With Ford County Clerk Debbie Cox’s filing this morning stating simply, “Plaintiffs have filed a motion to voluntarily dismiss their lawsuit without prejudice. Defendant does not oppose this motion,” more than a year of legal wrangling over voter access in Dodge City has come to an amicable end.
“We are so happy for our clients who bravely fought for voting access not just for themselves, but for their entire community,” said the ACLU of Kansas’ Interim Executive Director Lauren Bonds. “As we’ve said, everyone wins when everyone has equal voting access.”
The ACLU of Kansas filed a motion to voluntarily dismiss the lawsuit Jan. 25., after Cox publicly committed to opening two, new polling stations inside the city limits earlier that week.
Cox announced that she’d open sites at the Hoover Pavilion, 108 4th Ave., and at the Knights of Columbus Hall, 700 W. Frontview St.
The voluntary dismissal allows the plaintiffs, The League of United Latin American Citizens, Kansas (LULAC), and Alejandro Rangel-Lopez, to refile a claim if sufficient progress isn’t made on the promised poll sites, Bonds said.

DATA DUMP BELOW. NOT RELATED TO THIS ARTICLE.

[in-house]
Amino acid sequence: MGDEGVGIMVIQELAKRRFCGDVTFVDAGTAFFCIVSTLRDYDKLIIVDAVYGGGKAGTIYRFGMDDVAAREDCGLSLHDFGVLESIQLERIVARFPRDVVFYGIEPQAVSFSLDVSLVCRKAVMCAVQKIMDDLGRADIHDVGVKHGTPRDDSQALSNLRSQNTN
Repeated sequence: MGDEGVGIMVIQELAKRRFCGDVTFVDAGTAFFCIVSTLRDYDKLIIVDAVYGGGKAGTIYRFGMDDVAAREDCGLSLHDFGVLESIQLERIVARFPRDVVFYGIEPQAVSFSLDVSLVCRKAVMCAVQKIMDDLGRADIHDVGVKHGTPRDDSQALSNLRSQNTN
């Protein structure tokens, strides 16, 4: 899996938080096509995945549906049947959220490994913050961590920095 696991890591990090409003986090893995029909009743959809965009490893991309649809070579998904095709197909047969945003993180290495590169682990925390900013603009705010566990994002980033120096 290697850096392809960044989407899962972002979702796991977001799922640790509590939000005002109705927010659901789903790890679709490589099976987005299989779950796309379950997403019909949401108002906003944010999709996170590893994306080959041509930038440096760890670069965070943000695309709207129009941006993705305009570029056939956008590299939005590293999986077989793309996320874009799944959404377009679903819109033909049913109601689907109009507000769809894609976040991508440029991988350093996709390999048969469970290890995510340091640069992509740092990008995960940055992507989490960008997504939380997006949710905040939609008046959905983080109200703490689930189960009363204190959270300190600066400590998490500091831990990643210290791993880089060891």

This legal battle began nearly two years ago when Dodge City residents approached Cox about unequal voting access. The city has about 13,000 registered voters but only one voting location. The plaintiffs had sought four polling sites within the city limits.
Cox moved that lone polling site outside the city limits for the Nov. 6 midterm election last year because of planned construction at the original site. The move provoked criticism from constituents who contacted the ACLU of Kansas when they felt their complaints were not being addressed.
The ACLU of Kansas alleged in a lawsuit that voters, particularly the Hispanic electorate, were being disenfranchised. More than half of Dodge City’s population is Hispanic.